MegaUpload.com founder Kim Dotcom, right, was arrested on Friday in a New Zealand raid[Reuters]
The founder of popular file-sharing website MegaUpload.com has denied charges of internet piracy and money laundering, three days after his arrest in the New Zealand city of Auckland.
Kim Dotcom, a German national also known as Kim Schmitz, appeared in court on Monday, demanding his release from prison on bail and stating his innocence.
His lawyer, Paul Davison, told the bail hearing that Dotcom, who has New Zealand and Hong Kong residency, had not been involved in any criminal activity.
"This is not a case where there will be any concession by Mr Dotcom," Davison told the North Shore District Court in Auckland. Davison added that Dotcom's company was only offering online storage.
However, prosecutor Anne Toohey described Dotcom as an "extreme" flight risk and explained that he had fled to Thailand when he was previously wanted on charges in Germany.
She said electronic bail was also opposed as it would give Dotcom likely access to phones and the internet.
The judge, David McNaughton, declined to make an immediate decision on whether or not grant him bail.
McNaughton said the bail application was too complicated for an immediate ruling, adding he would issue a
written decision no later than Wednesday.
"Given the breadth of issues covered in this bail application and the seriousness of the issues, I am going to reserve my decision," the judge said.
Working with US authorities, police in New Zealand arrested Dotcom with three other people during a raid on his home on Friday. He faces extradition to the United States to answer charges related to one of the largest ever cases of copyright theft.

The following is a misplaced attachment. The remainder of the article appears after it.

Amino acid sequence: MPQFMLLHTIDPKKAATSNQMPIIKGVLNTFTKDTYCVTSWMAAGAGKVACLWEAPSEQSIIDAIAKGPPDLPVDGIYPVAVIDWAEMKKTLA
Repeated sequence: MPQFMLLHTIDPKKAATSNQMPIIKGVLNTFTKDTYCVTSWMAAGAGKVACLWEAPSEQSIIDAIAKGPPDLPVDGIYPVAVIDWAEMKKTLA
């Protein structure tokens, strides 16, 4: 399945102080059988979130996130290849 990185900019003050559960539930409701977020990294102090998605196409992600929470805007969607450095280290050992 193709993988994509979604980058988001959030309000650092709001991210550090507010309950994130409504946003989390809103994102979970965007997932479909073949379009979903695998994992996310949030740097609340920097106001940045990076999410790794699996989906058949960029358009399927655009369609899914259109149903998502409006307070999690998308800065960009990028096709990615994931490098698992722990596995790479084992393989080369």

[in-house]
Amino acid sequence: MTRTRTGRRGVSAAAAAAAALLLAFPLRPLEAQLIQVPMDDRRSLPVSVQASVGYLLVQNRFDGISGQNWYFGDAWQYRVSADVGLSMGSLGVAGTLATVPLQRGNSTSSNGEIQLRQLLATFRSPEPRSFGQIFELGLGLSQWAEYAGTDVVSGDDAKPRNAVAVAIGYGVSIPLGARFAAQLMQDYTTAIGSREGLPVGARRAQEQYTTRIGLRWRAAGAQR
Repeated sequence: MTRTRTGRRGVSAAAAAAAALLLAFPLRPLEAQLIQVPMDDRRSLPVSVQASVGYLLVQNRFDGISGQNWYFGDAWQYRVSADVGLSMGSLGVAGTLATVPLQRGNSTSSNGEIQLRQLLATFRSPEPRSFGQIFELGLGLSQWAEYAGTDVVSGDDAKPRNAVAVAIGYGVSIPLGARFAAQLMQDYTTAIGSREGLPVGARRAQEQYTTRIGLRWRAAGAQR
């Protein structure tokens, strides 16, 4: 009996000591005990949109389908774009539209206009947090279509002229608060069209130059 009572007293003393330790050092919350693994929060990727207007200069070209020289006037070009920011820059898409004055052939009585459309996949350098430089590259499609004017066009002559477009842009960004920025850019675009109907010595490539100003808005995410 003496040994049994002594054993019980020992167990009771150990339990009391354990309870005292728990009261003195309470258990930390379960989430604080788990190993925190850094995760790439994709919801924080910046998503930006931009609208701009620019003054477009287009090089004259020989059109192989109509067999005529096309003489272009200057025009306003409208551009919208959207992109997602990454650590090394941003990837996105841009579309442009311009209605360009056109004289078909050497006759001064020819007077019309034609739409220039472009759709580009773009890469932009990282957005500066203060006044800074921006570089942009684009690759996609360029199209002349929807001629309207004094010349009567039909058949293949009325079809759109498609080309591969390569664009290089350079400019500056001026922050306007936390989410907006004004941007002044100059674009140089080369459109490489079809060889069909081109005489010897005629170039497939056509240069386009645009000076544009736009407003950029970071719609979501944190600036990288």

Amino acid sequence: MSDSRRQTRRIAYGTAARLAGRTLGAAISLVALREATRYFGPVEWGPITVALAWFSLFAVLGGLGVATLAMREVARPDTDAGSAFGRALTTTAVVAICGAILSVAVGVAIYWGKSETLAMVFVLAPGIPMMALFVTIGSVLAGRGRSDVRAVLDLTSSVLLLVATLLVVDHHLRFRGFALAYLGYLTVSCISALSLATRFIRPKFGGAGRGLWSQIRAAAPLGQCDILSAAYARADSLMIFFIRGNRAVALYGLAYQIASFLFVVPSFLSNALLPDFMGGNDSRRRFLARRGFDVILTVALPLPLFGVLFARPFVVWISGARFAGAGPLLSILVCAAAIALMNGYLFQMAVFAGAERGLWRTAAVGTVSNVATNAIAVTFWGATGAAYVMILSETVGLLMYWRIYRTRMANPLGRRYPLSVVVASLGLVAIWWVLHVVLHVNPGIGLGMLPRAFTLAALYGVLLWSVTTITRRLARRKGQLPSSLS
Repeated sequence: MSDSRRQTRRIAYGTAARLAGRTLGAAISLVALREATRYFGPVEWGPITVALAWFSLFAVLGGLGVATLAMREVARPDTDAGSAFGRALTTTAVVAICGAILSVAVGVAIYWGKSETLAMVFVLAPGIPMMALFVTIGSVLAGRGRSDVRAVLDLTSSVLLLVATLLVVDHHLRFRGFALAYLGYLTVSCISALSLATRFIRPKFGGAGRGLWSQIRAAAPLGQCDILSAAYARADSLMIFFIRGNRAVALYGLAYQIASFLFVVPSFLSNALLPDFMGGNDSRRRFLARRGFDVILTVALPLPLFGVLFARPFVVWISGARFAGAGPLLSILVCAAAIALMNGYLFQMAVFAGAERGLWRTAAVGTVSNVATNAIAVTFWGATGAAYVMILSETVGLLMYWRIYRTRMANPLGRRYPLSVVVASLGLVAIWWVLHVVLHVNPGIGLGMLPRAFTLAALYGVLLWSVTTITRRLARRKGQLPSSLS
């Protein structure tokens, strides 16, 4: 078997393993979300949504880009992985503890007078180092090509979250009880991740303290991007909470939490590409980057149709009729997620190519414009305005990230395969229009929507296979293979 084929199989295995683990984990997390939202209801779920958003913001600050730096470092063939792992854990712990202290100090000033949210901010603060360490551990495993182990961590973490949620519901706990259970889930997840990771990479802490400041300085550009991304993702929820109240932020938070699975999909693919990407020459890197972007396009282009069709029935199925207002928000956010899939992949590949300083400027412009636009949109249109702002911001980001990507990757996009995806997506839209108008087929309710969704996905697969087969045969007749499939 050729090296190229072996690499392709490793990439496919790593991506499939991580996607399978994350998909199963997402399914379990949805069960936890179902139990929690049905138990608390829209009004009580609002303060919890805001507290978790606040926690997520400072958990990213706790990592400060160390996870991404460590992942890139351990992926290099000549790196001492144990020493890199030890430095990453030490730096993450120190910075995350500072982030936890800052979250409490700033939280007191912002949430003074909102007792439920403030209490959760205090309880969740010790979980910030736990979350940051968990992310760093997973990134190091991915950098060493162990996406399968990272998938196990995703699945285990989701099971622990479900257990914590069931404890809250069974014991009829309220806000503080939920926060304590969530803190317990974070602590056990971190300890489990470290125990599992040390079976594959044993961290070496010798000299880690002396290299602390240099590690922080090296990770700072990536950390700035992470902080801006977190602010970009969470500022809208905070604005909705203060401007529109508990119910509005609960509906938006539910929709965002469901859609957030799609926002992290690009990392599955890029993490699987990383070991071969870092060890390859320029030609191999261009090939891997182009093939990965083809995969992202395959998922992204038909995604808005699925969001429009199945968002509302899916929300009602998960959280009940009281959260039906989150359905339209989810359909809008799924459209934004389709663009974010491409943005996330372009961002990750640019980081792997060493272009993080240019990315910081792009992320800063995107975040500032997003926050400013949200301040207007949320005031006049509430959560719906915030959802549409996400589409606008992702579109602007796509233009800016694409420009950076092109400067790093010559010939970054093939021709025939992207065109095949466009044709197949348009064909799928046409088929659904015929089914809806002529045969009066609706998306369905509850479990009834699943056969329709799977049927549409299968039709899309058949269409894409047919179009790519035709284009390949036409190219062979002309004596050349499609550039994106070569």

He is among seven people indicted by the US justice department and FBI, which said he was "responsible for massive worldwide online piracy of numerous types of copyrighted works, through MegaUpload.com and other related sites".
Dotcom generated more than $175m in proceeds and caused more than $500m in harm to copyright owners by offering pirated copies of movies, TV programmes and other content, according to a statement.
Meanwhile, a report in the New Zealand Herald newspaper has detailed claims about Dotcom's alleged lavish lifestyle.
It reported that Dotcom ordered around $3.2m of renovations to the sprawling mansion that he leased near Auckland, with manicured lawns, fountains, pools, palm-lined paths and extensive security.
New Zealand police seized luxury cars worth US$4.8 million, including a 1959 pink Cadillac and a Rolls Royce Phantom, during Friday's raid on Dotcom's Auckland mansion.
The case comes with the issue of online piracy under discussion in Washington, where the US congress is trying to craft tougher legislation, prompting protests by those who argue that restrictions on the internet threaten free speech.
Source: Al Jazeera and agencies